Budget will eventually be seen as 'reforming' – Noonan
FINANCE Minister Michael Noonan has robustly defended his second Budget, saying it would be recalled as "reforming".
Mr Noonan said he had finally broadened the tax base by introducing a property tax after years of discussion while also reforming the public and private pension system.
"We have the most progressive income tax system in the EU," he said.
Mr Noonan defended his decision not to increase the Universal Social Charge for those earning over €100,000 for top earners, which annoyed Labour backbenchers.
He said it would have broken the commitment in the Programme for Government not to increase the marginal rate of tax.
And he said he had been advised by multi-national companies that it would discourage foreign executives from moving to Ireland.
"When it comes to the individual tax rate, the decision to set up here or in the UK or France is very often down to the chief executive who's coming to work here – and he looks at his pay packet," he said.
Mr Noonan also denied the Budget will cost the average family €1,000 per year in taxes and lost benefits.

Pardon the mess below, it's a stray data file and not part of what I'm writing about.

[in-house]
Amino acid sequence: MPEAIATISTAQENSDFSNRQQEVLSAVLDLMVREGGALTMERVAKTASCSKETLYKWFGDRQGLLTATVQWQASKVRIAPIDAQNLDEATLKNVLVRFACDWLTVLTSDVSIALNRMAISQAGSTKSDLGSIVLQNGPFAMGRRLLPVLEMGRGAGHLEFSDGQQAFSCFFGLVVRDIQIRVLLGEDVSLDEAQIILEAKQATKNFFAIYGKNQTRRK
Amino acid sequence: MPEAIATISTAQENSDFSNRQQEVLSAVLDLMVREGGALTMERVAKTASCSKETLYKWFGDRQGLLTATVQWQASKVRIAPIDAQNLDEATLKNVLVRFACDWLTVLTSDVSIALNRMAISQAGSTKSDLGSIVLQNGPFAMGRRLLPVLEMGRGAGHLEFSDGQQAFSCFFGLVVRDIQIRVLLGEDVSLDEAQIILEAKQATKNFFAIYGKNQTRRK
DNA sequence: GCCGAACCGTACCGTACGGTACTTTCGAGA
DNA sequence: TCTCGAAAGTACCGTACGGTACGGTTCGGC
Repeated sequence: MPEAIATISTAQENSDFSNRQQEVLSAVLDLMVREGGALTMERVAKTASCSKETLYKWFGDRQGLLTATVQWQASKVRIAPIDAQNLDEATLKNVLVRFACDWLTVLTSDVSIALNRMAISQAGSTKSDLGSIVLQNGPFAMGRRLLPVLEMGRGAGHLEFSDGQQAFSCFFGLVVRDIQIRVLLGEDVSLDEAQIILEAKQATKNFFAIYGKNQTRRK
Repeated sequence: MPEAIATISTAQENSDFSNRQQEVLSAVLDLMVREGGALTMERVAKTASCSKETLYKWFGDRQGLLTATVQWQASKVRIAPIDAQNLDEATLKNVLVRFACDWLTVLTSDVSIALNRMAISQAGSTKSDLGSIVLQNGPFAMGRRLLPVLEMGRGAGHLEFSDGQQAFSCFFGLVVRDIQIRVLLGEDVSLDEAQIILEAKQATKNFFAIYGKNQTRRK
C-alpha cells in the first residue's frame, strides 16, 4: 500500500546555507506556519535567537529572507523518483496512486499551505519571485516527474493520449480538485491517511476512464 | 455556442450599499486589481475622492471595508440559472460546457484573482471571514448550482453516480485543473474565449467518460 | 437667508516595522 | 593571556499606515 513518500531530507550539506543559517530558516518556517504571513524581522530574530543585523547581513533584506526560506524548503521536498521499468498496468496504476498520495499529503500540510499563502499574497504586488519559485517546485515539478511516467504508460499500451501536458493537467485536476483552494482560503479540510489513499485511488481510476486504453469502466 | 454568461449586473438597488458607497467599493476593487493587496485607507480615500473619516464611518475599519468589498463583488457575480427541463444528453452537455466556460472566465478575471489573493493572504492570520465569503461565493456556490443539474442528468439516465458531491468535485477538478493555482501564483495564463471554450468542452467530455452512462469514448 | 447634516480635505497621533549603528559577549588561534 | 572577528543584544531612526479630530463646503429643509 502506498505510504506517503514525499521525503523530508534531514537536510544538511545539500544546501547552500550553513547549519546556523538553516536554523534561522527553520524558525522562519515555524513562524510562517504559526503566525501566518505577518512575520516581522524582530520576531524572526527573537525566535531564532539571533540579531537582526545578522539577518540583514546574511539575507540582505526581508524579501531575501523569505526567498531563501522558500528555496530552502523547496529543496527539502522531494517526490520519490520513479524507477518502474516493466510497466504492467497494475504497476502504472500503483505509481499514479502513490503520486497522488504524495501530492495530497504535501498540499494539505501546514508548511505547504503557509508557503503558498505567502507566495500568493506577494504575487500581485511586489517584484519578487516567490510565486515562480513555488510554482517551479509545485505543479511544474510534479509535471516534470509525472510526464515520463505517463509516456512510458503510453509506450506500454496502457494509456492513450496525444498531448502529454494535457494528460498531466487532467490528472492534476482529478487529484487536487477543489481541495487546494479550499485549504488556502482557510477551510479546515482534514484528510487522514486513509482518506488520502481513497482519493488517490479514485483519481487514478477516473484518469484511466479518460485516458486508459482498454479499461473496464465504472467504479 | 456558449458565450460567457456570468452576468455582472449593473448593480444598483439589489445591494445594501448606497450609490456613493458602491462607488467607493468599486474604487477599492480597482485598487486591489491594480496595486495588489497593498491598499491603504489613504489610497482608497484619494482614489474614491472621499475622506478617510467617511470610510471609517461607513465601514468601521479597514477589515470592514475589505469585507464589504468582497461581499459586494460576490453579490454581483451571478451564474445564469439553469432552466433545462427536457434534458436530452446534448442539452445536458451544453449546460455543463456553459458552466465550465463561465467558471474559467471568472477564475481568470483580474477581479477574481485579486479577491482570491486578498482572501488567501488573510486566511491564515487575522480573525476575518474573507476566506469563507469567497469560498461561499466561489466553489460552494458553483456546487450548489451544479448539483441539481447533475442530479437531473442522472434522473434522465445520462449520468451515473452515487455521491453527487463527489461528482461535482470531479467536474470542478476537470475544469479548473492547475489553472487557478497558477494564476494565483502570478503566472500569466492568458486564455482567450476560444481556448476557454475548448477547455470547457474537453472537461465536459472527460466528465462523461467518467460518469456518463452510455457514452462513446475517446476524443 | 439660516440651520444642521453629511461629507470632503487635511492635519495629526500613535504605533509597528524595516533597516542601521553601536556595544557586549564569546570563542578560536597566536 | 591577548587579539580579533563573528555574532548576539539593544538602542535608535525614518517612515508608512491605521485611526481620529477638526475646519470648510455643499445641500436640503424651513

Asked how he could justify taking so much from hard-working families, he said only exceptional cases such as a family with six children living on a low income but living in an expensive house would lose that sort of money.
"I don't accept that figure. You might get an example that fits that but it's not typical," he said.
Mr Noonan said Ireland was now competing directly with the UK for foreign direct investment, especially since it cut corporation tax to 21pc yesterday to lure companies to set up shop in Britain.
Mr Noonan defended his decision to increase the price of a bottle of wine, saying it was the first increase since 1994. He said the duty on spirits last rose in 2002 and there have been no hikes in alcohol duty in the past six budgets.
At the joint press conference in Government Buildings, Public Expenditure Minister Brendan Howlin said the Budget might be the last December Budget and suggested October as a possible date.
He also defended the decision to implement a flat rate cut of €10 to child benefit payments rather than means testing or taxing them.
Irish Independent Supplement